Raising Cain: Protecting The Emotional Life Of Boys
Offers Insight Into The Behaviors And Feelings Of Boys, Examining The Question Of What Boys Need To Become Emotionally Whole Men, And Arguing That American Culture Is Forcing Boys Into Lives Of Isolation, Shame, And Anger By Suppressing Their Emotional Lives In Service To Ideals Of Manhood. The Road Not Taken: Turning Boys Away From Their Inner Life -- Thorns Among Roses: The Struggle Of Young Boys In Early Education -- The High Cost Of Harsh Discipline -- The Culture Of Cruelty -- Fathers And Sons: A Legacy Of Desire And Distance -- Mothers And Sons: A Story Of Connection And Change -- Inside The Fortress Of Solitude -- Boys' Struggle With Depression And Suicide -- Drinking And Drugs: Filling The Emotional Void -- Romancing The Stone: From Heartfelt To Heartless Relations With Girls -- Anger And Violence -- What Boys Need. Dan Kindlon, Michael Thompson With Teresa Barker. Originally Published: 1999. With New Pref. And Reader's Companion. A Living Planet Book. Includes Bibliographical References (p. 276-287).
Authors : Dan Kindlon, Michael Thompson
Publisher : Ballantine Books
Published Year : 2000
Edition : 1
Format : print - Paperback, 298 pages
Subject : Boys--Psychology, Emotions in children, Emotions in adolescence, Sex role in children, Masculinity, Garçons--Psychologie, Émotions chez l'enfant, Émotions chez l'adolescent, Rôle selon le sexe chez l'enfant, Masculinité, HQ755 .K56 2000, 305.23 KIN
Language : English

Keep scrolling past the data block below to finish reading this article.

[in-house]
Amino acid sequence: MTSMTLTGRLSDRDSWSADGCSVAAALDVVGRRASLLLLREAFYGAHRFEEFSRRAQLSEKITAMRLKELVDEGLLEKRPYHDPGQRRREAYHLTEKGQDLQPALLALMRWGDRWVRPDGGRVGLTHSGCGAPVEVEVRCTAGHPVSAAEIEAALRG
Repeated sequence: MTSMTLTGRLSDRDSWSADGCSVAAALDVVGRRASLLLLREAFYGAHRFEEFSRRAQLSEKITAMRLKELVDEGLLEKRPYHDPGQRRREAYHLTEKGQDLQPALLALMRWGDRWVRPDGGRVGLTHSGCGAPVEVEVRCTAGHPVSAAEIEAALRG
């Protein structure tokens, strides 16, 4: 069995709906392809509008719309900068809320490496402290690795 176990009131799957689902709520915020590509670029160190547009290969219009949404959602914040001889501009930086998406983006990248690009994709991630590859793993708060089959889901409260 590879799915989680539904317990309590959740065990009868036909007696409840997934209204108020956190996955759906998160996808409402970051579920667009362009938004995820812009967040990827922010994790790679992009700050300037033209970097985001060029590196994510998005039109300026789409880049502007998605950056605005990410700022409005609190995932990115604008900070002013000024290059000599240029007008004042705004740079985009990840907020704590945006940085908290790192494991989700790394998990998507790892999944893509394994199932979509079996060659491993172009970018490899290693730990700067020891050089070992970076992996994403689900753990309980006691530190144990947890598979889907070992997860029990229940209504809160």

Dimensions : xix, 298 p. ; 21 cm.
ISBN : 0345434854
ISBN13 : 9780345434852
Overview :In Raising Cain, Dan Kindlon, Ph.D., and Michael Thompson, Ph.D., two of the country's leading child psychologists, share what they have learned in more than thirty-five years of combined experience working with boys and their families. They reveal a nation of boys who are hurting--sad, afraid, angry, and silent. Kindlon and Thompson set out to answer this basic, crucial question: What do boys need that they're not getting? They illuminate the forces that threaten our boys, teaching them to believe that "cool" equals macho strength and stoicism. Cutting through outdated theories of "mother blame," "boy biology," and "testosterone," the authors shed light on the destructive emotional training our boys receive--the emotional miseducation of boys.
Kindlon and Thompson make a compelling case that emotional literacy is the most valuable gift we can offer our sons, urging parents to recognize the price boys pay when we hold them to an impossible standard of manhood. They identify the social and emotional challenges that boys encounter in school and show how parents can help boys cultivate emotional awareness and empathy--giving them the vital connections and support they need to navigate the social pressures of youth.